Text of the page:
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Vendo Co. v. Stoner






Appeal from the Circuit Court of Kane County; the Hon. John A. Krause, Judge, presiding.


Rehearing denied August 31, 1982.

Third-party respondent, Valley National Bank of Aurora (Bank), appeals from a judgment entered against it for $115,146.95 in favor of plaintiff, the Vendo Company (Vendo), after a finding the Bank as a citation respondent violated section 73(4)(a) of the Civil Practice Act (Ill. Rev. Stat. 1979, ch. 110, par. 73(4)(a)).

Judgments obtained by Vendo against defendants Harry B. Stoner for $170,835 and Stoner Investments, Inc. (Investments) for $7,345,000 were affirmed (Vendo Co. v. Stoner (1974), 58 Ill.2d 289, 321 N.E.2d 1, cert. denied (1975), 420 U.S. 975, 43 L.Ed.2d 655, 95 S.Ct. 1398), and Vendo commenced supplementary proceedings to enforce them in the circuit court of Kane County. On January 4, 1975, a citation to discover assets was issued to the Bank, on order of a judge, directing it to appear before the court for examination concerning the property of the judgment debtor. The citation served upon the Bank, as authorized by section 73(4)(a), also contained the following notice:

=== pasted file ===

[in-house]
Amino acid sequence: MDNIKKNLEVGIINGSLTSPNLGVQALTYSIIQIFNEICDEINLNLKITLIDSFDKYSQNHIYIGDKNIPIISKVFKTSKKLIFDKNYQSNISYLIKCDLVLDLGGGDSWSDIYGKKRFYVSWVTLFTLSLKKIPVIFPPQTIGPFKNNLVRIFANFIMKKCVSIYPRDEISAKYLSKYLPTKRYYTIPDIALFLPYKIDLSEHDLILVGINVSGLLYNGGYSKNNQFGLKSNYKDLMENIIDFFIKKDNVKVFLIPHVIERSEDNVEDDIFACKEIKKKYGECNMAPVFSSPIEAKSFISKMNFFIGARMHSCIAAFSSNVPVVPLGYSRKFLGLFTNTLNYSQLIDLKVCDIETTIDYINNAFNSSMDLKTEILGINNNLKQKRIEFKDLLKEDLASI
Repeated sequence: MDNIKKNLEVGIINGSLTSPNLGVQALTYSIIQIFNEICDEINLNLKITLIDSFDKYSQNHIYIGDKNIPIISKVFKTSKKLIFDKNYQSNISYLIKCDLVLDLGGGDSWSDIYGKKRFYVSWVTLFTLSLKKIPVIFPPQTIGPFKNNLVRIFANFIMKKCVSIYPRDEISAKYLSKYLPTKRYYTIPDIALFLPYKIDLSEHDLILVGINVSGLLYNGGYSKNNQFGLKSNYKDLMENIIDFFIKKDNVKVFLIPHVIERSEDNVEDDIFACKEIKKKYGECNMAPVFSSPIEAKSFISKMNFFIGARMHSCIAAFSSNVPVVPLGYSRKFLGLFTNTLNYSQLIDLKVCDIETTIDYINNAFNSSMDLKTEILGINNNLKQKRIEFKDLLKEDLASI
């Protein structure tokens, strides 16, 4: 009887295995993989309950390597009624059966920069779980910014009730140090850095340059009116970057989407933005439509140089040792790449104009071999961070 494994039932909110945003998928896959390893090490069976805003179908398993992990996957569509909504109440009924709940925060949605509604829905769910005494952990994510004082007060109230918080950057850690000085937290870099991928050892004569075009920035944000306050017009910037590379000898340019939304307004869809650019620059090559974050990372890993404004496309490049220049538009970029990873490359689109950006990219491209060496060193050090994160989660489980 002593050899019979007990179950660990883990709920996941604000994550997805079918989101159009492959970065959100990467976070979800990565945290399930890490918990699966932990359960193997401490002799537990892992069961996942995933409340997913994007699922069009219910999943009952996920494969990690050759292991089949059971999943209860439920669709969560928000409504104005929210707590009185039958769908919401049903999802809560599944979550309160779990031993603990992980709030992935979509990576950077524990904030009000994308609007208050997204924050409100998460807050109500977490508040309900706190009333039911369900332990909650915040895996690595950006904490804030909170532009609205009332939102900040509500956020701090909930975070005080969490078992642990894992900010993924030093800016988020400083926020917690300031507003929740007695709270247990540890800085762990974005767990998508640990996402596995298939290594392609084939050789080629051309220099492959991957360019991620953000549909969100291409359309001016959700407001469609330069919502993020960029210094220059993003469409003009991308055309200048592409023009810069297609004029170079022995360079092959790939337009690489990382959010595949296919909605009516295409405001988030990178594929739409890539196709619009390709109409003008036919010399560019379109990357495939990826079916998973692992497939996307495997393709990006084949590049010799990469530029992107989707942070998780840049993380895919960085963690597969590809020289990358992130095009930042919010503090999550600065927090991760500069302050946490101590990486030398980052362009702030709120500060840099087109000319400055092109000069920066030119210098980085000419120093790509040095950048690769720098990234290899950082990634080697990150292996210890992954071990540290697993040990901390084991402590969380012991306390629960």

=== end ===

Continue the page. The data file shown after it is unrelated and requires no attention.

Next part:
"YOU ARE PROHIBITED from making or allowing any transfer or other disposition of, or interfering with, any property not exempt from execution or garnishment belonging to the judgment debtor or to which he may be entitled or which may be acquired by or become due to him and from paying over or otherwise disposing of any money not so exempt, which is due or becomes due to him, until the further order of court or termination of the proceedings."

On January 17, a citation deposition was taken of Paul Manning, executive vice-president of the Bank, who produced documents and testified as to other matters, but did not disclose that the Bank held U.S. Treasury Notes having a par value of $110,000 which had been pledged to the Bank by Investments as collateral for a loan by the Bank to Lektro-Vend Corporation (Lektro-Vend). Lektro-Vend was not a party to the underlying litigation which resulted in Vendo's judgment; however, Harry B. Stoner was the controlling shareholder of Investments and it was the controlling shareholder of Lektro-Vend. Stoner and members of his family also held 34 percent of the shares of the Bank, he was chairman of its board of directors and its business premises were owned by and leased from Investments.